Sarah McLeod is the former frontwoman of Aussie rock band The Superjesus. McLeod is one of the best recognised women in the Australian music scene and is known for her enthusiastic and unique stage presence. She already has three ARIA awards and over 300,000 record sales to her name (from her Superjesus days), and has been to referred to as the "iconic aussie rock chic". McLeod, originally from Adelaide in South Australia, started singing in her late teens.
King Henry VIII (b. 1491) was the King of England and Lord of Ireland from April 22, 1509 until the time of his death on January 28, 1547. In addition to his ruling duties, Henry VIII was an accomplished musician. His most well-known song is Pastyme With Good Company, or The Kynges Ballade.
It is also widely believed that he composed Greensleeves, although this has not been confirmed.
The Tallis Scholars are a British vocal ensemble normally consisting of 10 members. Formed in 1973 by their director Peter Phillips, they specialize in performing a cappella sacred vocal music written during the Renaissance by composers from all over Europe. They are currently recognized as one of the world leaders in this field, having risen to a place of prominence among other professional ensembles.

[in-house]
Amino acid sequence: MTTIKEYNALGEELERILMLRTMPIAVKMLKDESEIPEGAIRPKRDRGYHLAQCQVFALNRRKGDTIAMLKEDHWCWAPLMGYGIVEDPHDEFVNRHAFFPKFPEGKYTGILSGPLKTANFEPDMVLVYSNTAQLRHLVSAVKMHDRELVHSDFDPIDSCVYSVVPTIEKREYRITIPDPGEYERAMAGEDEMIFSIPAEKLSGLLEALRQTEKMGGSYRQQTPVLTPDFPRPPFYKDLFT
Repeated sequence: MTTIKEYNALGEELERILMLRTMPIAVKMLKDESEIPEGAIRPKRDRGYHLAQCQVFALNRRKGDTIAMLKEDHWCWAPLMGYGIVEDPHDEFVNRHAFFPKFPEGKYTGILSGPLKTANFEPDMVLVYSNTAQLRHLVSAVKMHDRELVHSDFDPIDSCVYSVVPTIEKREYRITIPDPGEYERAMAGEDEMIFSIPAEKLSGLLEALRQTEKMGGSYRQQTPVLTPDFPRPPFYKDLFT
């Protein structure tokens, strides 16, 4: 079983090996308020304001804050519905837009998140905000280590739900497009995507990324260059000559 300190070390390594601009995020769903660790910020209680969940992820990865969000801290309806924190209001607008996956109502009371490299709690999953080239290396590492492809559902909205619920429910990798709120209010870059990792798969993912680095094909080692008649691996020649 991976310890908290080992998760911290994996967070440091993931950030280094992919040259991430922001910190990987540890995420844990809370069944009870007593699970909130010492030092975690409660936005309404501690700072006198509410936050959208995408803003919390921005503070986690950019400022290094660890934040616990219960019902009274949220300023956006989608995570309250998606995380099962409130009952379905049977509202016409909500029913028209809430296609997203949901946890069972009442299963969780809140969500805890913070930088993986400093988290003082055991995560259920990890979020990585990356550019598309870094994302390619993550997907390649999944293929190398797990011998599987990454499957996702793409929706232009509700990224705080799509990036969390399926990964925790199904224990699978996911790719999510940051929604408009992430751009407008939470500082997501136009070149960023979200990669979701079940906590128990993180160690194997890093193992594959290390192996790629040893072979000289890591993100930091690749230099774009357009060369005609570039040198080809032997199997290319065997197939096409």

Jordi Savall i Bernadet (born 1941, in Igualada, Catalonia, Spain) is a Spanish-Catalan viol player and composer. He is one of the major figures in the field of early music since the 1970s, largely responsible for bringing the viol (viola da gamba) back to life on the stage. His repertory ranges from medieval to renaissance and baroque music. Savall's musical training started in the school choir of his native town (1947-55).
LA VENEXIANA, founded by Claudio Cavina, is today the most important madrigal group currently in activity. In styling to the anonymous renaissance comedy from it's named , LA VENEXIANA aims to incorporate into its musical interpretation the theatrically, attention to language in all of its subtlety, and exultation of contrasts between refined and popular, sacred and profane, that characterize our culture today.
William Cornysh the Younger (1465 – October 1523) was an English composer, dramatist, actor, and poet, and much more. In his only surviving poem, which was written in Fleet Prison, he claims that he has been convicted by false information and thus wrongly accused, though it is not known what the accusation was. He may not be the composer of the music found in the Eton Choirbook, which may alternatively be by his father, also named William Cornysh, who died c 1502.
Tomás Luis de Victoria (1548 – August 20, 1611) was a Spanish composer of the late Renaissance. He was the most famous composer of the 16th century in Spain, and is considered by many to be second only to Palestrina as a composer of sacred polyphony at the time. He was born in Ávila, likely studying with Escobedo at Segovia early in his life. He is known to have gone to Rome around 1564, where he joined the monastery founded by St. Ignatius Loyola as part of the fight against Lutheranism.